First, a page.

Friday, November 19, 2010

Newly created Speech Enabled Auto Attendant announces: “Please call back later. Goodbye.” with event ID: 1086 warnings in the event logs

I’ve been working on a project for a client with Exchange 2007 Unified Messaging for the past 2 days as they prepare for two remote office deployments next week. Other than getting the NET VX1200 gateway and Polycom SIP phones configured and tested, I also had to create new Exchange UM auto attendants configured for the remote offices. I always find that no matter how simply the deployment may appear to be, it almost never goes smoothly and this one is no exception as I ran into a strange problem with getting these new speech enabled AAs to work.


You create a new Exchange 2007 Auto Attendant in the Exchange Management Console as such:


You make an attempt to call 5979 to reach the AA greeting and all you hear is:

“Please call back later. Goodbye”

This AA response is typically presented if there was something wrong with the prompt’s speech recognition so I went into the event logs to see if I could find more information and by reviewing the Application logs on the Exchange server, I found the following warning logged:

Automatic Speech Recognition (ASR) has been enabled on the UM auto attendant "MainAA". However, the speech grammar file "C:\Program Files\Microsoft\Exchange Server\UnifiedMessaging\grammars\en\2d45da8d-6bb5-40c8-a79a-6d59911369de.cfg" cannot be found. Until this problem is corrected, ASR will be disabled for this auto attendant.

For more information, see Help and Support Center at


Just so I was sure that there was something wrong with this prompt, I went ahead to create a DTMF fallback prompt as such:


… to see what would happen and as expected, calling into the speech enabled prompt immediately played the message:

“Let me transfer you to our touch tone service.”

Analyzing the Problem

The warning message gave a pretty good explanation of what was causing this so I went ahead and navigated to the directory:

C:\Program Files\Microsoft\Exchange Server\UnifiedMessaging\grammars\en\

… to see if the .cfg file:


… actually existed and not surprisingly, that file wasn’t there.


So after searching this specific warning on the internet, I found that there was a 30 minute interval schedule that the generator rules on so I went ahead to use PowerShell to check and got the following output:

GrammarGenerationSchedule : {Sun.2:00 AM-Sun.2:30 AM, Mon.2:00 AM-Mon.2:30 AM,
Tue.2:00 AM-Tue.2:30 AM, Wed.2:00 AM-Wed.2:30 AM, T
hu.2:00 AM-Thu.2:30 AM, Fri.2:00 AM-Fri.2:30 AM, Sa
t.2:00 AM-Sat.2:30 AM}
IsValid : True

Seeing how the scheduling wasn’t the problem, a bit more digging revealed that you could force Exchange to regenerate this file with galgrammargenerator.exe. Since I was familiar with this executable, I figure I give it a shot but after executing every single switch I could find, the cfg file wasn’t created.


Since it was getting late in the day and this didn’t have to be resolved, I went ahead and posted the question on our Microsoft Partner Forum to see if I would get a resolution the next day.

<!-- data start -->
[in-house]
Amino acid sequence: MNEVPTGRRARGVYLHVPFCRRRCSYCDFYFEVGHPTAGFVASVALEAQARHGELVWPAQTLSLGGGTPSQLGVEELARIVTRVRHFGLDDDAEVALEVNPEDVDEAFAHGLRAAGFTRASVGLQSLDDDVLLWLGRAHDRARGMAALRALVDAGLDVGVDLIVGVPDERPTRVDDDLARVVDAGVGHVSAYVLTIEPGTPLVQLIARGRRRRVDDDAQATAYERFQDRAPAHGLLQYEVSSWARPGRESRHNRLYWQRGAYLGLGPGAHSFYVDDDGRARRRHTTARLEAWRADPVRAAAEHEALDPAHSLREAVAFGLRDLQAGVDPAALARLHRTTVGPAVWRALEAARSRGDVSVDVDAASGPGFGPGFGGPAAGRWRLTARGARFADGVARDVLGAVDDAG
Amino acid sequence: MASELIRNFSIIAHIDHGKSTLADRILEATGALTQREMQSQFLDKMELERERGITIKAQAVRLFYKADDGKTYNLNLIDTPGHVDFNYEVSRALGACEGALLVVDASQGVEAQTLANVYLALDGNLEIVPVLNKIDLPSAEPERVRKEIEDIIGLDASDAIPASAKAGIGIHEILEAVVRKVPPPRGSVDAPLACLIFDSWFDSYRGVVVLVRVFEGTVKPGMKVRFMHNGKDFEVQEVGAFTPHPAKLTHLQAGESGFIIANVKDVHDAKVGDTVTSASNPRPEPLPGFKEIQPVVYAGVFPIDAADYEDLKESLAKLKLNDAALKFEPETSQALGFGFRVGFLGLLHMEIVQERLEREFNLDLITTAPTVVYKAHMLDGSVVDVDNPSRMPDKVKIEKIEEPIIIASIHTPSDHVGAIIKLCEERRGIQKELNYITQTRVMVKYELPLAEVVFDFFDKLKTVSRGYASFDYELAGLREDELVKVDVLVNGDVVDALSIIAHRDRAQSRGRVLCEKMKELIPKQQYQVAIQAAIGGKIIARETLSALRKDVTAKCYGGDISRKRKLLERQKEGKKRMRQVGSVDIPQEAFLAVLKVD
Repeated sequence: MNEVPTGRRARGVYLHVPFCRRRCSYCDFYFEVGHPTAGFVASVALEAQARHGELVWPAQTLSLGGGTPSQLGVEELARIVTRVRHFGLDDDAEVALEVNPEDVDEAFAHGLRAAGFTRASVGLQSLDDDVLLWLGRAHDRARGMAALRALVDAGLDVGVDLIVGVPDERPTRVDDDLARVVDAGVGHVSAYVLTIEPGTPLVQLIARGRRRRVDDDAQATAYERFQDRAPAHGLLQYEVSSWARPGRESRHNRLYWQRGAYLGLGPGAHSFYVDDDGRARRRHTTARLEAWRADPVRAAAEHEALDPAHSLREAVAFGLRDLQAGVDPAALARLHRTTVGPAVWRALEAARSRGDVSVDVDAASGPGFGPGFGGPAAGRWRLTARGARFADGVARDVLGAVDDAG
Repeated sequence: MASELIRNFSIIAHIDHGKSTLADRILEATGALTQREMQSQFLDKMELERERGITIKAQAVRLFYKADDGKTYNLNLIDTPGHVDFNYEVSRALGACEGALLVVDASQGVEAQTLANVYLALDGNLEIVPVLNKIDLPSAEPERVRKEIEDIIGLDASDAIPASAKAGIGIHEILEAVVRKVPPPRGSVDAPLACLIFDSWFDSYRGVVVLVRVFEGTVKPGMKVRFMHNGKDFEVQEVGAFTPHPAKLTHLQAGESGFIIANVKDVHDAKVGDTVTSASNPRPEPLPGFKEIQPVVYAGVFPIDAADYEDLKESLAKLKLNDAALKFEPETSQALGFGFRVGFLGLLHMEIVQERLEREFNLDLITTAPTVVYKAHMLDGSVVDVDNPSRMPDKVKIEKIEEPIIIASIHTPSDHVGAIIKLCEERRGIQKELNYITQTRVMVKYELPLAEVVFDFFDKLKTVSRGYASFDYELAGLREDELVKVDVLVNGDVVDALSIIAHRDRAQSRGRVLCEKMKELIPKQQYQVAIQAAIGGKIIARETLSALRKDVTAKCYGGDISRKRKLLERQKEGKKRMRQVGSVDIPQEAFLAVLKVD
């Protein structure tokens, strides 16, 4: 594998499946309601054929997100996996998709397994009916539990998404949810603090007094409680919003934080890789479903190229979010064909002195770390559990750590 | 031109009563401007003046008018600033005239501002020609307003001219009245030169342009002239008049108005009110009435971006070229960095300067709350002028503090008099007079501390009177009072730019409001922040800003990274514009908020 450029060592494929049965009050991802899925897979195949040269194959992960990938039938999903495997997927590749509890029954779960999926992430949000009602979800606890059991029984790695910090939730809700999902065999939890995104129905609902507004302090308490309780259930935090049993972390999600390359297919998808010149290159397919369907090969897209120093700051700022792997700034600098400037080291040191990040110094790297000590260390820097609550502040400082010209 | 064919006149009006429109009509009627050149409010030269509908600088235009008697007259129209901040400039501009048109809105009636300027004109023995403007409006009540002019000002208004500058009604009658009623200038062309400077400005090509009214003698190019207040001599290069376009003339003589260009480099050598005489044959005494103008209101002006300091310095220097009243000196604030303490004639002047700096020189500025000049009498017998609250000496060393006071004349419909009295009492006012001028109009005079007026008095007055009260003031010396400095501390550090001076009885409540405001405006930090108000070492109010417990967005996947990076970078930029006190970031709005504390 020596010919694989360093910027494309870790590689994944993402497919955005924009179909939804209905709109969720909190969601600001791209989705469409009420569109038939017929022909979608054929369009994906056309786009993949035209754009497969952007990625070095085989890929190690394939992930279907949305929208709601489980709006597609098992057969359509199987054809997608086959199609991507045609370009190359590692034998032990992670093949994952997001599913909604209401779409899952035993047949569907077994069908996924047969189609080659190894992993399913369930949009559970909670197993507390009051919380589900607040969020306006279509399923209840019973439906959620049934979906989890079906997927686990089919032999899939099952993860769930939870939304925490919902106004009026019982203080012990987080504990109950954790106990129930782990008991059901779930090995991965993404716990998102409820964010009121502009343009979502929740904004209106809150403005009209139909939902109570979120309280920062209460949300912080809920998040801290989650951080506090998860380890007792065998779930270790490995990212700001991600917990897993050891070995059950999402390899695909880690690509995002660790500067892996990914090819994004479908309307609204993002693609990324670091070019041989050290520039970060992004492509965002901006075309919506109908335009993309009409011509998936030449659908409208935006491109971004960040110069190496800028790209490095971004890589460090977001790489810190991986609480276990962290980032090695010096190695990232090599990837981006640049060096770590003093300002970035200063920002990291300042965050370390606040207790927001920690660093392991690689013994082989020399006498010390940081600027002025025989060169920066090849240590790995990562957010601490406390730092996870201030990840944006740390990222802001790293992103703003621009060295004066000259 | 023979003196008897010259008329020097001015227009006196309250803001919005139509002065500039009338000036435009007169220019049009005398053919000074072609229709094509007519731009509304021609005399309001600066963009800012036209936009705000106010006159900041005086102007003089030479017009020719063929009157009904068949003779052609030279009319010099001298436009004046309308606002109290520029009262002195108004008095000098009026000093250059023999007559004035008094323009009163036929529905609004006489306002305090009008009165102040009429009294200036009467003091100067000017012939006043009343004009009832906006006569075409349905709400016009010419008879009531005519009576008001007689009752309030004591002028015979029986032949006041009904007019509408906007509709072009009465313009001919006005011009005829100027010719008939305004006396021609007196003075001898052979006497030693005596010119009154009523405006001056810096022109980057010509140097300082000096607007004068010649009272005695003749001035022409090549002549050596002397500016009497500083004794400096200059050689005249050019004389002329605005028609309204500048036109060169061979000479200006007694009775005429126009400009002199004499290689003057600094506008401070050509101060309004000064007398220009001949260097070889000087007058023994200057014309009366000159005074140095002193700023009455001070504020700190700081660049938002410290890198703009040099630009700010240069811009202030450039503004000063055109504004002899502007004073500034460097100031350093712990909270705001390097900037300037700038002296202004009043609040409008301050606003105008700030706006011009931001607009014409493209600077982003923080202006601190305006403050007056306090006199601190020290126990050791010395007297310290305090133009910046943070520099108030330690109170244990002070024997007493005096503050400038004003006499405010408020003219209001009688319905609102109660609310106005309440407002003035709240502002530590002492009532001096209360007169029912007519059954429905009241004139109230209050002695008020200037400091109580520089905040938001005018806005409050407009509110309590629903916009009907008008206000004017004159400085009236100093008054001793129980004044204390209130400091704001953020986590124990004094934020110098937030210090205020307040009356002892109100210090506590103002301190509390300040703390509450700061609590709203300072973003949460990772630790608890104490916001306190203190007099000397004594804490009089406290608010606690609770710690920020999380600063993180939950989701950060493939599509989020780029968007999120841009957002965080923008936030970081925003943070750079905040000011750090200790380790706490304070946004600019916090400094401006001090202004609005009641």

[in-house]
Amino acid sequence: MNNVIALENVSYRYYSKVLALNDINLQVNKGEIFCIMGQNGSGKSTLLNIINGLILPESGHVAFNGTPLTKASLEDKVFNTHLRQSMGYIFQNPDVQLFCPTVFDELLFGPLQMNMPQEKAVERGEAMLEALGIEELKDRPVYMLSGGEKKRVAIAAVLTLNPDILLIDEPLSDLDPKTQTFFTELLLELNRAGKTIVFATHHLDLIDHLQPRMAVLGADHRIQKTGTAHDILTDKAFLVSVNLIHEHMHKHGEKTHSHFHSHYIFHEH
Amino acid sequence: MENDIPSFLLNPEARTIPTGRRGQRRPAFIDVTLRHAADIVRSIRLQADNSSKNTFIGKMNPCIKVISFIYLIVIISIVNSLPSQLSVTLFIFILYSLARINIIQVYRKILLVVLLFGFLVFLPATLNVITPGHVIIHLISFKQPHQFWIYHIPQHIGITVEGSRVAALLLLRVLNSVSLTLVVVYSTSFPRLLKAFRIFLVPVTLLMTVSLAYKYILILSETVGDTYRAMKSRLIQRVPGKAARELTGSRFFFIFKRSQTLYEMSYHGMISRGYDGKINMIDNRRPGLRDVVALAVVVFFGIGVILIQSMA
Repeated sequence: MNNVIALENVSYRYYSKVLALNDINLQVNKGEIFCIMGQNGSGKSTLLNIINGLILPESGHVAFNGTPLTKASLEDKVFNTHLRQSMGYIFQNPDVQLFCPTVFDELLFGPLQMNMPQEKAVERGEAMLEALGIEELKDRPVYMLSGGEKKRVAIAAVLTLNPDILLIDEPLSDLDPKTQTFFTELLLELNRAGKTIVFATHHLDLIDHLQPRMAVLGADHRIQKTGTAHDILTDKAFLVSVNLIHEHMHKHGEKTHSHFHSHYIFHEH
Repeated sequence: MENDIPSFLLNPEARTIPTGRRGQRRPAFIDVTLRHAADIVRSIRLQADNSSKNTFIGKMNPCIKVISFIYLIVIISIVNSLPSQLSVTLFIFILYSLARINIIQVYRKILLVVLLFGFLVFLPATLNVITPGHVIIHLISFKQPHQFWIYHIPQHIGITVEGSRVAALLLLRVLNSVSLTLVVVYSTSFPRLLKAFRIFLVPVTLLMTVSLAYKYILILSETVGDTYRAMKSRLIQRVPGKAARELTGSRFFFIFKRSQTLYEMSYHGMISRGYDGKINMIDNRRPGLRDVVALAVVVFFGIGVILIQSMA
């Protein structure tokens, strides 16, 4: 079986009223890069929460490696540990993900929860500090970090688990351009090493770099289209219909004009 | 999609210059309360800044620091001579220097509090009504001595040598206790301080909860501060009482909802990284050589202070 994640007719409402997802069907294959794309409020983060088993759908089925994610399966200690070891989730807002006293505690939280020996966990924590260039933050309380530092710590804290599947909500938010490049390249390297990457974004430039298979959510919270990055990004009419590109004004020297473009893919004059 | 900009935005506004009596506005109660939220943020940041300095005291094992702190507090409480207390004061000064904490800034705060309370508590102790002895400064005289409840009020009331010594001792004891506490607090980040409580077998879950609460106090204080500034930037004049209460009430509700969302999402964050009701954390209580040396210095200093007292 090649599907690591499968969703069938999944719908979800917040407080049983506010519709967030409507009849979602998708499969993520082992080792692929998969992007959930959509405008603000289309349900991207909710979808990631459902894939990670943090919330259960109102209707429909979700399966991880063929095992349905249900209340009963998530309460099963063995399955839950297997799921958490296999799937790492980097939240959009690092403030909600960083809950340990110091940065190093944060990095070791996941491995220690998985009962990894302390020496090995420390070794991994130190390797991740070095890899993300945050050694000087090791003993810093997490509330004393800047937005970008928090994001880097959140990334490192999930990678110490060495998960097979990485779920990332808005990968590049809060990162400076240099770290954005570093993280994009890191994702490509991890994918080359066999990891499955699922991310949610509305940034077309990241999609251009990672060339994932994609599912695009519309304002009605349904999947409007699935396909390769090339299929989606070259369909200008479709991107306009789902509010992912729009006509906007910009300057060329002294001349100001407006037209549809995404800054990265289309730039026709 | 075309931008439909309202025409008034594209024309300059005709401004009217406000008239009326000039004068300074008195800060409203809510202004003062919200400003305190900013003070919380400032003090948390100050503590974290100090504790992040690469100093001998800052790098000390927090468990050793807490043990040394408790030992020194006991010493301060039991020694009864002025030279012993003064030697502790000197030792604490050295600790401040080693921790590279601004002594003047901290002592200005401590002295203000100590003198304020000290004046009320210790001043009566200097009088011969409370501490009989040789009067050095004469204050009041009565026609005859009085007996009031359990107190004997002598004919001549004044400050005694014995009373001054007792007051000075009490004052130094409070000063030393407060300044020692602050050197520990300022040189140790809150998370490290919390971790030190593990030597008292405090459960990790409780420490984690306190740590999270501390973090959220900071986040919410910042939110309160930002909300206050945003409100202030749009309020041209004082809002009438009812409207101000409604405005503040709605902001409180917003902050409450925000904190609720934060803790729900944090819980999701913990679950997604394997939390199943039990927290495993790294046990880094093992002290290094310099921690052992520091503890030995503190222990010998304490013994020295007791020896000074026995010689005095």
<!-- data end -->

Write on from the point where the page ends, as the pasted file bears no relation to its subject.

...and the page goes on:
So the Microsoft Partner Support Engineer wasn’t really able to help out as the response I got back was to send him some more information and since it was semi-important to get this resolved the next day, I went back to troubleshooting it myself. I think starting fresh in the morning really helped because as I continued to run galgrammargenerator.exe and fiddle with the dial plan and users, I somehow got another cfg created:


While this was generated for another AA, it ended up leading me to figure out what was the cause of my problem.

So what happened? What happened was that Exchange 2007 WILL NOT be able to generate the cfg file if you do not have anyone enabled for Unified Messaging in the dial plan. I got lucky in the morning because I was also testing subscriber access so I had to enable myself for Unified Messaging for another dial plan and ended up creating the new cfg file when I reran galgrammargenerator.exe.

The following is essentially what you need to do if you run into this situation:

1. Make sure you have someone enabled for Unified Messaging in this dial plan.

2. Navigate to C:\Program Files\Microsoft\Exchange Server\Bin> and execute GALGRAMMARGENERATOR.exe -s exchServerName.

C:\Program Files\Microsoft\Exchange Server\Bin>GALGRAMMARGENERATOR.exe -s exchca



GalGrammarGenerator started. Time: 19/11/2010 9:39:01 AM

GalGrammarGenerator finished. Time: 19/11/2010 9:39:02 AM


3. Open up Windows Explorer and navigate to the folder: C:\Program Files\Microsoft\Exchange Server\UnifiedMessaging\grammars\en\ and check to see if the cfg file has been created. You can also check in the event log for the information event ID: 1140 and 1141 which will tell you it has successfully created the cfg file:

The Unified Messaging server has successfully generated a speech grammar file for UM dial plan "CA-OTT".. The grammar file is named "C:\Documents and Settings\tluk\Local Settings\Temp\1\2d45da8d-6bb5-40c8-a79a-6d59911369de.grxml".

For more information, see Help and Support Center at


The Unified Messaging server has created a grammar file named "C:\Documents and Settings\tluk\Local Settings\Temp\1\2d45da8d-6bb5-40c8-a79a-6d59911369de.grxml". The grammar file was then compiled into a file named "C:\Documents and Settings\tluk\Local Settings\Temp\1\2d45da8d-6bb5-40c8-a79a-6d59911369de.cfg".

For more information, see Help and Support Center at


Nothing to it right? I guess it sort of makes sense for a speech enabled auto attendant to require having “users” or “a user” to be enabled for UM so it has something to put into that cfg file when doing name lookup.

1 comment:

Anonymous said...

Thank you! This was very helpful.